Why Russia just torpedoed global oil prices

from PBS NewsHour,

The price of oil had its biggest one-day decline since the Gulf War in 1991 on Monday, plummeting, at one point, by more than 30 percent. That’s not just bad news for the companies that produce oil, it’s potentially devastating for the economies of the countries that depend on it. But, with the rise of the American shale producers who aren’t members of the organization and don’t follow its rules, the OPEC producers alone don’t have the same market sway anymore. In reaction, OPEC teamed up in 2016 with a handful of oil-producing countries outside of the club to make decisions as a cohesive bloc. Russia is the biggest and most important of those countries.

At the beginning of last week, concerned that demand for their product was falling faster than the cuts they’d already agreed to at previous meetings, the OPEC+ countries hatched a plan to cut their supply by another million and a half barrels a day. All they needed was for Russia to sign off. On Friday, 23 energy ministers awaited the arrival of their Russian counterpart, Alexander Novak, to do just that. The Kremlin had a different idea. Moscow had decided it doesn’t want to cut its production any more than it already had.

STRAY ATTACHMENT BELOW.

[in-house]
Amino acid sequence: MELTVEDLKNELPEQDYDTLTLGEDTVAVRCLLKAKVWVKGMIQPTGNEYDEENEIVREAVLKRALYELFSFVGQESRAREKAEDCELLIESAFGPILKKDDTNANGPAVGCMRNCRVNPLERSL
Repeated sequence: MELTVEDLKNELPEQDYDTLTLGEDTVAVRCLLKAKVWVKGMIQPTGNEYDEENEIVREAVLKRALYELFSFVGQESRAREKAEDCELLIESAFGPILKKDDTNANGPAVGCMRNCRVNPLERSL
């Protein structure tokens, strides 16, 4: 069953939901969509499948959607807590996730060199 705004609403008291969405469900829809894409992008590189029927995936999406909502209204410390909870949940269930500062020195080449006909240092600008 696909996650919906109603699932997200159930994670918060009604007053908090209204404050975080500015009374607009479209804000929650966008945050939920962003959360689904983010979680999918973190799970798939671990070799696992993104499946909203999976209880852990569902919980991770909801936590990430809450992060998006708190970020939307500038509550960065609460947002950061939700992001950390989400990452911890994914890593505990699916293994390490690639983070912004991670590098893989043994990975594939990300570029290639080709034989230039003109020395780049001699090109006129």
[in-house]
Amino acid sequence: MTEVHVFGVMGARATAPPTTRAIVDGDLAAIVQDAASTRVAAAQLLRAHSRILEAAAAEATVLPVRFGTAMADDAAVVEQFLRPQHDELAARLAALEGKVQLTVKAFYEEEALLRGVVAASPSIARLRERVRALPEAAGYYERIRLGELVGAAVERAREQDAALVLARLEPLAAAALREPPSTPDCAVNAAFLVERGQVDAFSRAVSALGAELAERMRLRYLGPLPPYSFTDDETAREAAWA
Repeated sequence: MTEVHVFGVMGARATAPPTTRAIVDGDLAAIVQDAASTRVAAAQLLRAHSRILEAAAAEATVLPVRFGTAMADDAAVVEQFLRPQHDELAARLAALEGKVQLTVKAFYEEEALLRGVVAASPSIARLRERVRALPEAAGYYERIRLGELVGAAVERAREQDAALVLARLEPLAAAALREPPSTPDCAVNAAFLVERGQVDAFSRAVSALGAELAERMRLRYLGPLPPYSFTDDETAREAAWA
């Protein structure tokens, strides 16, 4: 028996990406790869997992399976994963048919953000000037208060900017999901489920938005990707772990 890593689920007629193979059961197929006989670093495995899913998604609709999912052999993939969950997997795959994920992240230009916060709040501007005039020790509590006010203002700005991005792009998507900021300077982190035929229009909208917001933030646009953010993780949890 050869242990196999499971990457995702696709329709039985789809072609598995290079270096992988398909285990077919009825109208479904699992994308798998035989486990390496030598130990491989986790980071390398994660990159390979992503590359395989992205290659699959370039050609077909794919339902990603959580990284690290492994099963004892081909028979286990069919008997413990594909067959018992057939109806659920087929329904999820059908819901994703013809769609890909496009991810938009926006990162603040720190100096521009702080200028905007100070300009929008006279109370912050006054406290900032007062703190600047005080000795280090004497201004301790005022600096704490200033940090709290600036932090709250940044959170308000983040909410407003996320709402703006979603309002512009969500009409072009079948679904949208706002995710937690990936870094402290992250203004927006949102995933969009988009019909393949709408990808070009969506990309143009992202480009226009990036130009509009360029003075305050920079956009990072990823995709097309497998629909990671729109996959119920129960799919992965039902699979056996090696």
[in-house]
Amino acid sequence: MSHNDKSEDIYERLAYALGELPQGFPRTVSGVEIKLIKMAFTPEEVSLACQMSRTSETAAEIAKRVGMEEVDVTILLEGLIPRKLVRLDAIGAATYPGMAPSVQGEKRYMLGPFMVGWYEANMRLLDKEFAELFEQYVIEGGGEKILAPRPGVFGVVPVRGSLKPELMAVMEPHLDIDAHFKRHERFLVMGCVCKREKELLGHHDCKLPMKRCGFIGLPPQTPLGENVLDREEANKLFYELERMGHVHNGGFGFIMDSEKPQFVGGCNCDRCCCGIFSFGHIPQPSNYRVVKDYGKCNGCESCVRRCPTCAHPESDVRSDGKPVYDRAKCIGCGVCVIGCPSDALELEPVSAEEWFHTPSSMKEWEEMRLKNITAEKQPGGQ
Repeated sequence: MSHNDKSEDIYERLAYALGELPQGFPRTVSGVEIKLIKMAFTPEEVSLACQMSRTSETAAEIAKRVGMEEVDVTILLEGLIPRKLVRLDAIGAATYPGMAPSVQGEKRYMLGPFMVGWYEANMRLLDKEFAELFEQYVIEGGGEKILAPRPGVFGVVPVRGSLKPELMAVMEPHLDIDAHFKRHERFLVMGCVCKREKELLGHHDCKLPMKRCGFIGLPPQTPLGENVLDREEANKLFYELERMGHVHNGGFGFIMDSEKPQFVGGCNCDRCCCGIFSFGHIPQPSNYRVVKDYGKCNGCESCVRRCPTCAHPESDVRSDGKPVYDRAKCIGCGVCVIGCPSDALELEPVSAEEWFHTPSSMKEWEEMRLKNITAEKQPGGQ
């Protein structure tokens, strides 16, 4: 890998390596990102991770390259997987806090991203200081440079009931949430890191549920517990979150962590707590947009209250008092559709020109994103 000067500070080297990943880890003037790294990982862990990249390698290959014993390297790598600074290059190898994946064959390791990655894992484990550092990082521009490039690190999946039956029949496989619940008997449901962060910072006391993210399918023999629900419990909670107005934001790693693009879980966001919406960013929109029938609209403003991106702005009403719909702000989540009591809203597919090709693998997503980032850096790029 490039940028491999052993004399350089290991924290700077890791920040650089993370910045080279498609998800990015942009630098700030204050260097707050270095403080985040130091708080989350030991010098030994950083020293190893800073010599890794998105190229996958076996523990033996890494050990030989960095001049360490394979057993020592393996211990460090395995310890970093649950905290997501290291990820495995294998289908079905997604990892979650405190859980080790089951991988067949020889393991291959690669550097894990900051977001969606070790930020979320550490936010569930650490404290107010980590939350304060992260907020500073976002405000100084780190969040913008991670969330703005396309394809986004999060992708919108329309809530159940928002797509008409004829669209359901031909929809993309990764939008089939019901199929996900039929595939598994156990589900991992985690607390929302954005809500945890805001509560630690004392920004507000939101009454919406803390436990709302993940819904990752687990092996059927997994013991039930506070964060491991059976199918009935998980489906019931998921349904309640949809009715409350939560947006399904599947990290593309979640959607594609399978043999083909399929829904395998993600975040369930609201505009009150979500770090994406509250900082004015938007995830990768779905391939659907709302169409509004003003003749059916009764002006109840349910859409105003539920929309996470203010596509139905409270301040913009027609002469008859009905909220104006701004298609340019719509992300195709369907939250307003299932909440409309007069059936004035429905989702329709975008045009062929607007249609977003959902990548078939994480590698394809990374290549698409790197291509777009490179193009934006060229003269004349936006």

With the two powers unable to agree on how to share the pain of more cuts between themselves, the other nations balked.

Russia and Saudi Arabia’s pledges to open the taps mark the beginning of a battle for market share.

If Russia had gone along with their partners in cutting production, they would have thrown a lifeline to America’s shale producers that weren’t party to the cuts. Without any of the sacrifice, American oil companies would enjoy the benefits of the price increase.

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